Canon PowerShot A720 IS Digital Camera Review$249.00
Read an expert, independent digital camera review of the Canon PowerShot A720 IS digital camera.
Every camera shifts colors a bit, whether purposely or accidentally. Sometimes colors are oversaturated on purpose to make them "pop," but at the expense of looking unnatural. Sometimes colors are undersaturated, yielding, for example, very pale-looking portraits. We test color accuracy by photographing an industry standard GretagMacbeth ColorChecker test chart and comparing the colors the camera reproduces with the known colors of the chart. The ColorChecker chart is made up of 24 color tiles from around the color spectrum. The chart below shows how accurately the A720 IS reproduces the colors of the ColorChecker chart. The outer squares show the colors the A720 IS reproduces, the inner squares show the actual colors of the chart corrected for luminance, and the inner rectangles show the chart colors at a perfectly even exposure.
Many of the inner squares blend into the outer squares, showing how accurate the A720 IS’s colors are. The few tiles that are off are the yellows and one of the blues. The graph below shows color accuracy in a different way. The background of the graph shows the entire color spectrum, and the colors of the ColorChecker chart are represented by squares, while the colors the A720 IS reproduces are shown as circles. The lines connecting the squares and circles show the amount of color error for each tile.
The graph confirms the camera’s impressive color accuracy. Most of the colors are dead-on. The few that drift are the yellows that are shifted toward green, and the saturated blue that is shifted purple. These colors may be shifted on purpose to enhance landscapes, making sky blues more vivid and foliage stand out. Though the few inaccurate colors may have unwanted effects, overall the A720’s color accuracy is excellent.
**Resolution ***(6.88) *
We test resolution by photographing an industry standard resolution test chart at varied focal lengths, apertures, and shutter speeds. We run the images through Imatest to find the settings that produce the sharpest images. Imatest measures image resolution in units of line widths per picture height (lw/ph), which refer to the number of alternating black and white lines that can fit across the image frame both horizontally and vertically.
The 8-megapixel A720 IS has the best resolution at ISO 80, f/4.0, and a 17.2mm focal length. The camera resolves 1770 lw/ph horizontally with 6.6 percent oversharpening, and 1644 lw/ph vertically with 5.9 percent undersharpening. These numbers are very solid, and perhaps most importantly, the sharpening levels are very reasonable. Too much sharpening can often cause unwanted side effects, which are mostly absent from the A720 IS’s wide aperture photos. The only issue with this camera’s resolution is that the corners are slightly blurred. Other than that, the resolution is very good, and should allow users to make fairly large prints.
Noise – Manual ISO*(5.17) *
Image noise, comparable to TV static or stereo hiss, is an unavoidable consequence of digital imaging. In digital cameras, noise takes the form of sandy grains or small splotchy patches randomly scattered throughout a photo. Noise is always higher at higher ISO speeds, because when sensitivity is boosted, noise is amplified. We test noise levels by photographing our test chart under bright, even studio light at all ISO speeds the camera offers. We run the photos through Imatest, which calculates noise levels by the percentage of image detail the noise drowns out.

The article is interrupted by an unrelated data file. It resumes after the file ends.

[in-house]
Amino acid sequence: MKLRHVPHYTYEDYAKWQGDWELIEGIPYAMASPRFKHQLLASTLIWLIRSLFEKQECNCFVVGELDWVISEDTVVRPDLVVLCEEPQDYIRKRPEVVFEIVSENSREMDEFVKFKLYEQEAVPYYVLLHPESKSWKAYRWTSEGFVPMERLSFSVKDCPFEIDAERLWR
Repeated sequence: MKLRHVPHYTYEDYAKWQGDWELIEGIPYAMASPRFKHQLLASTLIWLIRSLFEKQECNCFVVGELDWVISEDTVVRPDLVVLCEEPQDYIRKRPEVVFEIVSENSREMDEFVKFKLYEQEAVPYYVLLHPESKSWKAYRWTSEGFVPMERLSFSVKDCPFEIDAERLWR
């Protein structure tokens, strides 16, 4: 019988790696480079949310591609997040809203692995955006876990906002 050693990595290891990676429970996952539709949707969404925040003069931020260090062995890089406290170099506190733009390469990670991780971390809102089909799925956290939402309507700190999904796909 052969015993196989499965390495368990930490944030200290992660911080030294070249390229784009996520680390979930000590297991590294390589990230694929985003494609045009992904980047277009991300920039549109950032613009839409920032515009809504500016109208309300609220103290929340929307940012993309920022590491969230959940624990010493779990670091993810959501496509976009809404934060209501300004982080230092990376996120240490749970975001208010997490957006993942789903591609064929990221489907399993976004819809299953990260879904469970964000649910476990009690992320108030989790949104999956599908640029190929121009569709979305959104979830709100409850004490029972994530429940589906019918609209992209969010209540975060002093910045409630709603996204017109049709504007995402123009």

The A720 IS keeps noise levels low at ISO 80 and 100, but at higher ISO speeds noise becomes much more apparent. At ISO 800 and 1600 noise is blatantly obvious and overwhelms the photos. The noise itself is very ugly, full of small white specks, and larger blue and yellow splotches. At ISO 800 and 1600 the images even look a little smoothed, which is a method used to make noise levels lower. The smoothing just hurts image detail however, and noise levels are still very high. Overall, noise levels are worse than the 2007 point-and-shoot average, and much worse than competing models such as the Fuji FinePix F40fd and Panasonic Lumix TZ3.
**Noise – Auto ISO ***(1.5) *
Using the same bright studio lights, we test noise levels with cameras set to Auto ISO. The camera chose ISO 200, but had disappointingly high noise levels. With this camera it pays to keep the ISO as low as possible, especially if you are thinking of cropping images or making large prints.
**White Balance ***(13.38)
*Without proper white balancing, a camera cannot have good color accuracy. Every type of light has a different color cast to it, and a camera must be able to adjust accordingly. We test color accuracy by photographing the ColorChecker test chart under four different types of lighting: flash, fluorescent, outdoor cloudy, and tungsten. We test the camera’s accuracy using Auto white balance as well as the appropriate white balance presets found in the Function menu.
When set to Auto white balance, the A720 IS is extremely accurate under flash, fluorescent, and outdoor cloudy light. Under tungsten light, however, accuracy is very poor. Cameras are often very inaccurate in tungsten light, however, and the accuracy of this camera in other types of light is fantastic. This is a camera you can leave on Auto white balance and know your colors will stay extremely accurate — except in tungsten light, of course.